- Personal representative appointment: The probate court will appoint a personal representative — also known as an executor or administrator — to oversee the process. This person is often named in the decedent’s will.
- Send notifications: The personal representative will notify all beneficiaries and creditors listed in the will.
- Inventory the assets: Another of the personal representative’s responsibilities is making a list of the decedent’s tangible and intangible assets and assigning a value to each item.
- Address creditor claims: An executor has 30 days to pay or object to any claims made by creditors against the estate. The creditors have an additional 30 days to respond.
- Granting spouse election rights: Under Florida law, surviving spouses have six months to exercise their right to receive certain property to replace items left to them in the decedent’s will.
- Distribution and closing: After satisfying all creditor claims, the personal representative can distribute the assets according to the will’s provisions and petition the court to close the case.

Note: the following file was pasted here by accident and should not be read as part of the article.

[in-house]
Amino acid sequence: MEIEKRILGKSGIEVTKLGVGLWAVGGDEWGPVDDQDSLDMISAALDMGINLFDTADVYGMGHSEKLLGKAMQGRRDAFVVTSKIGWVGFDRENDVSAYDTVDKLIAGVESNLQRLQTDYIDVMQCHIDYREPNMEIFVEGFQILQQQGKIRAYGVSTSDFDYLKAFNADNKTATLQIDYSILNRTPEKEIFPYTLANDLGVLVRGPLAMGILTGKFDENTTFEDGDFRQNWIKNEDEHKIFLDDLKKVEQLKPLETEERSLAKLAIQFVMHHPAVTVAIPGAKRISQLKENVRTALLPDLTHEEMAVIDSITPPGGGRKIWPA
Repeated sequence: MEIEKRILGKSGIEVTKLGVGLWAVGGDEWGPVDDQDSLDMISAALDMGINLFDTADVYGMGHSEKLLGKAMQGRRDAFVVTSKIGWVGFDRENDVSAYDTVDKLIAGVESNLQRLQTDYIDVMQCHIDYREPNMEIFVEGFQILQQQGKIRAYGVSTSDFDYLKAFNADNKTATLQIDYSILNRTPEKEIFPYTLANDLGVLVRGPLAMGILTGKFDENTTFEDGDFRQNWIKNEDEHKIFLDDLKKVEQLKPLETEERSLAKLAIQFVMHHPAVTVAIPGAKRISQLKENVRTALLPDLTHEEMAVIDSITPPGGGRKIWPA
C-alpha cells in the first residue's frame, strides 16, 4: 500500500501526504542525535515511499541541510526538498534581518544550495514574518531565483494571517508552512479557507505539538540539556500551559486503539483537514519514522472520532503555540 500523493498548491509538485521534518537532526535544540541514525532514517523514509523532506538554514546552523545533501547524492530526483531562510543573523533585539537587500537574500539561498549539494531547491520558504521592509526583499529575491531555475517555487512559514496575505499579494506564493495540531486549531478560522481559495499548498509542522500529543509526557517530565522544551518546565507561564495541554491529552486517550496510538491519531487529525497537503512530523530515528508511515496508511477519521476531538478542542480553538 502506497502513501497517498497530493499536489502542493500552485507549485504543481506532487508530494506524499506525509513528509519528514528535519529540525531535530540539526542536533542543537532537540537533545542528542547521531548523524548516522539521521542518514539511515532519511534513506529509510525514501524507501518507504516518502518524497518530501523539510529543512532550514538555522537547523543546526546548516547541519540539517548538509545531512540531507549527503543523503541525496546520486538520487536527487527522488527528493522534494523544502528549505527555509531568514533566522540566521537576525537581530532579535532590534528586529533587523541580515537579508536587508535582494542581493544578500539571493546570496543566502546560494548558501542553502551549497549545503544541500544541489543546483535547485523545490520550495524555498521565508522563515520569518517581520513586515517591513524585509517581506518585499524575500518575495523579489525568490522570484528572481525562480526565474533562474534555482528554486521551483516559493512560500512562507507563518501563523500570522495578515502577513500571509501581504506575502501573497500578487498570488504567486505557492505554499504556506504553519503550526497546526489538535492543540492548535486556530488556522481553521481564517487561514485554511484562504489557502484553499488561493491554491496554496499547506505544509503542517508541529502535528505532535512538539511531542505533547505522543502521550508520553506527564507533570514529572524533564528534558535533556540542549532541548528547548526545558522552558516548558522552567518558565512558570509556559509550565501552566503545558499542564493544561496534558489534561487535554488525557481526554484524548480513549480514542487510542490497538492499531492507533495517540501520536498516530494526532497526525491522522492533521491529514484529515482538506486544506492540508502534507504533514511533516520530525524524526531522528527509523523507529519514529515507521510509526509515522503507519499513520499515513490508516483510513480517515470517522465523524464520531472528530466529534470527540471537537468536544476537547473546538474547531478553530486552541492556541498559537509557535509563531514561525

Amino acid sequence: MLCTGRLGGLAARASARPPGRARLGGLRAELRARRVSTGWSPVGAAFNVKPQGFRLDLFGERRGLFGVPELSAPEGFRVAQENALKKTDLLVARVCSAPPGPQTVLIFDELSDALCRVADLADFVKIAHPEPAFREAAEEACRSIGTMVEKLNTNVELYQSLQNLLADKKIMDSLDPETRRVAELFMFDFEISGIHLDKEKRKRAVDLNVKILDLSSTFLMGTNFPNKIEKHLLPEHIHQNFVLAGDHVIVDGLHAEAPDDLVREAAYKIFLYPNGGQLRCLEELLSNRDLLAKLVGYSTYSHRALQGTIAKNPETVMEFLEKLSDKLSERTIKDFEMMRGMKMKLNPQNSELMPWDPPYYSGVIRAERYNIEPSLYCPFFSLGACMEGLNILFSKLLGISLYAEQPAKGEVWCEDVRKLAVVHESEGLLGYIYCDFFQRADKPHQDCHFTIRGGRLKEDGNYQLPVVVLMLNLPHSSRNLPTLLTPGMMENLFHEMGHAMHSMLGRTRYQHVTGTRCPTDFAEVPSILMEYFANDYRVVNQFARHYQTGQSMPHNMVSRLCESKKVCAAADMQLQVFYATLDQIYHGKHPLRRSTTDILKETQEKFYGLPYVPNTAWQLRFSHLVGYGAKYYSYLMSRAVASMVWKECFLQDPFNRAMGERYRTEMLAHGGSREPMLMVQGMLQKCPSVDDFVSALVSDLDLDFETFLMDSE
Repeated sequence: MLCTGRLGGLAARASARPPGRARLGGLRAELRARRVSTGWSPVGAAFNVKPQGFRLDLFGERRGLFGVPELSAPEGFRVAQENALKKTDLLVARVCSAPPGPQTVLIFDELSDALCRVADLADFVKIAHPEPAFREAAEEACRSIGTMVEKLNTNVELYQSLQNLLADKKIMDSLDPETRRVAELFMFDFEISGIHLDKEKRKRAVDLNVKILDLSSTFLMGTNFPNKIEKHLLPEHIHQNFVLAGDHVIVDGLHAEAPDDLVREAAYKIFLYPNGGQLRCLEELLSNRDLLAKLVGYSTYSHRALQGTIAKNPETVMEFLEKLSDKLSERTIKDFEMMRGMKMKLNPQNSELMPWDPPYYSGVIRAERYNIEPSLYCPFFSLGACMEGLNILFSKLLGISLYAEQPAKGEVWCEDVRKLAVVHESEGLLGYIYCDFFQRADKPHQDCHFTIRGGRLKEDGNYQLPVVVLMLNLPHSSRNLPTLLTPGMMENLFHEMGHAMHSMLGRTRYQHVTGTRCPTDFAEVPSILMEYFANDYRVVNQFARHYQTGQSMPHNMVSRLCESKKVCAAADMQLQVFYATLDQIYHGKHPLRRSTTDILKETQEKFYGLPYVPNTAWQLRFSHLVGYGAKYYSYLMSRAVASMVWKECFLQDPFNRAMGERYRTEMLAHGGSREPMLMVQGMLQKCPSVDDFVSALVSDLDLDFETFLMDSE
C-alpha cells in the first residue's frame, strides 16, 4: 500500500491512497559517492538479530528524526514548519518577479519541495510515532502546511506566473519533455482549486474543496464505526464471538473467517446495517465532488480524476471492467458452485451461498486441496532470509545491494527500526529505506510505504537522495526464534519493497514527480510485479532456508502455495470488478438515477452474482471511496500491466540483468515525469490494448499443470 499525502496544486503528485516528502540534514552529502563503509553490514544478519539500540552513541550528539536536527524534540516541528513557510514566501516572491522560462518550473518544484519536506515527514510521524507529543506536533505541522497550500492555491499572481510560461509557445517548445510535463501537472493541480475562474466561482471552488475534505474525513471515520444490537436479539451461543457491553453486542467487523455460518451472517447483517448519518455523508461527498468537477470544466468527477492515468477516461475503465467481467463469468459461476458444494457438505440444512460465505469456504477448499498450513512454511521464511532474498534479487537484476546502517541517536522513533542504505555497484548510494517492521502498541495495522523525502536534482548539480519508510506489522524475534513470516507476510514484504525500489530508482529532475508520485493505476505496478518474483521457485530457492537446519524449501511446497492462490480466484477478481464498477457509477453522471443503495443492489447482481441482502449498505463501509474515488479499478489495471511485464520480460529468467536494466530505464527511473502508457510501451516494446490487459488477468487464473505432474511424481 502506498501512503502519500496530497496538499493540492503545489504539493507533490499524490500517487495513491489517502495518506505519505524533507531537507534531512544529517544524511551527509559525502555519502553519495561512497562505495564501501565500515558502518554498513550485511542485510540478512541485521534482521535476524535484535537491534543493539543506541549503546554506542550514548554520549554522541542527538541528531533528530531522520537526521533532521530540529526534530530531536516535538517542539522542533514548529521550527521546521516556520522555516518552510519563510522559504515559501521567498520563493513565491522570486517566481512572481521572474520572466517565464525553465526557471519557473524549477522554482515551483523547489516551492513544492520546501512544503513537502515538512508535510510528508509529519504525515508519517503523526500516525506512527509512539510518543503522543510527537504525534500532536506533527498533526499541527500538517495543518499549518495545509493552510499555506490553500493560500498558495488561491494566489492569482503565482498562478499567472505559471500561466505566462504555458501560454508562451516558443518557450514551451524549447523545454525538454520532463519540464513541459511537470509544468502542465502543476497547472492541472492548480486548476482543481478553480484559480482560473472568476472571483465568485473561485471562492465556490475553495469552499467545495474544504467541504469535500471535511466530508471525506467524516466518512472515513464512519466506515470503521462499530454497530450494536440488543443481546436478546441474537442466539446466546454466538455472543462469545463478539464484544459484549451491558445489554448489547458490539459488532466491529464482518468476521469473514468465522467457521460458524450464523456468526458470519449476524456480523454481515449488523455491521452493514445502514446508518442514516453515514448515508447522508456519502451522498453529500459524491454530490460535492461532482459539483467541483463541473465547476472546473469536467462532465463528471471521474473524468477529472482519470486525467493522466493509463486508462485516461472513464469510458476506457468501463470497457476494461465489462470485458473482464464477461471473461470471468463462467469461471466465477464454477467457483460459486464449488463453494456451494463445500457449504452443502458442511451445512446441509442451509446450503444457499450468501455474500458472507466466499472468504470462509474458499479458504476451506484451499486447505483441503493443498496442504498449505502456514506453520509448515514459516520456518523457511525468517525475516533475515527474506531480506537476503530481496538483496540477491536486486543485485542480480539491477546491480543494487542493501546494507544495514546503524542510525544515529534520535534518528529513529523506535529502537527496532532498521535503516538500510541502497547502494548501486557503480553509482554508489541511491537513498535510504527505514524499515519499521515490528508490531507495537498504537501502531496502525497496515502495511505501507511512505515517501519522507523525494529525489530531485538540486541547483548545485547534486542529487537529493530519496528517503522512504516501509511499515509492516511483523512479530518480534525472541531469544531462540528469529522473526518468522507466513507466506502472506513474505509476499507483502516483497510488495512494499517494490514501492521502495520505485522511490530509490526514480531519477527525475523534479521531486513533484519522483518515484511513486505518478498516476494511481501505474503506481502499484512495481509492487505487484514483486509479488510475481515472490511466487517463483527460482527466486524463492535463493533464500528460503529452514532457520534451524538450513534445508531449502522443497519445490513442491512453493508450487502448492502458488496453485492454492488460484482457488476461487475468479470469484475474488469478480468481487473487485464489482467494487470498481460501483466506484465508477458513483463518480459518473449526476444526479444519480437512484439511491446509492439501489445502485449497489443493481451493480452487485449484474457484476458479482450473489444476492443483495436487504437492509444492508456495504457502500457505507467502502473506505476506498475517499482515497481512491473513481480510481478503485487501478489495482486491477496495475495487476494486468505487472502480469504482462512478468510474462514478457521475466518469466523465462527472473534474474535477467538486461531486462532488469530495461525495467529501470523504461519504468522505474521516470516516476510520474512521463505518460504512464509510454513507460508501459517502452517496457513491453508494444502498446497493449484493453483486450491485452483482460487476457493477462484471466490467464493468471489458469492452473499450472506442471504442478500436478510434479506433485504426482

How Long Do You Have to File Probate After Death in Florida?
You will need to file your loved one’s will within ten days of their passing. However, you can wait after that to start the probate process. To qualify for the summary administration process, you need to wait at least two years after your loved one’s death.
What Happens If Someone Dies Without a Will in Florida?
If someone dies without a will, they will need to follow Florida inheritance law for intestate assets. When someone dies without a will in Florida, their estate can pass to their surviving spouse or descendants – any living relatives from the generations following the deceased’s. Descendants can include children, grandchildren or even great-grandchildren. Depending on the surviving relatives, the estate can be divided in many different ways, including:
- Surviving spouse only: If the deceased is survived only by their spouse, with no children or other living descendants, their spouse will receive the entirety of their partner’s estate.
- Surviving spouse with descendants: If the deceased is survived by their spouse and descendants, their spouse will still have priority over the estate and receive its entire value.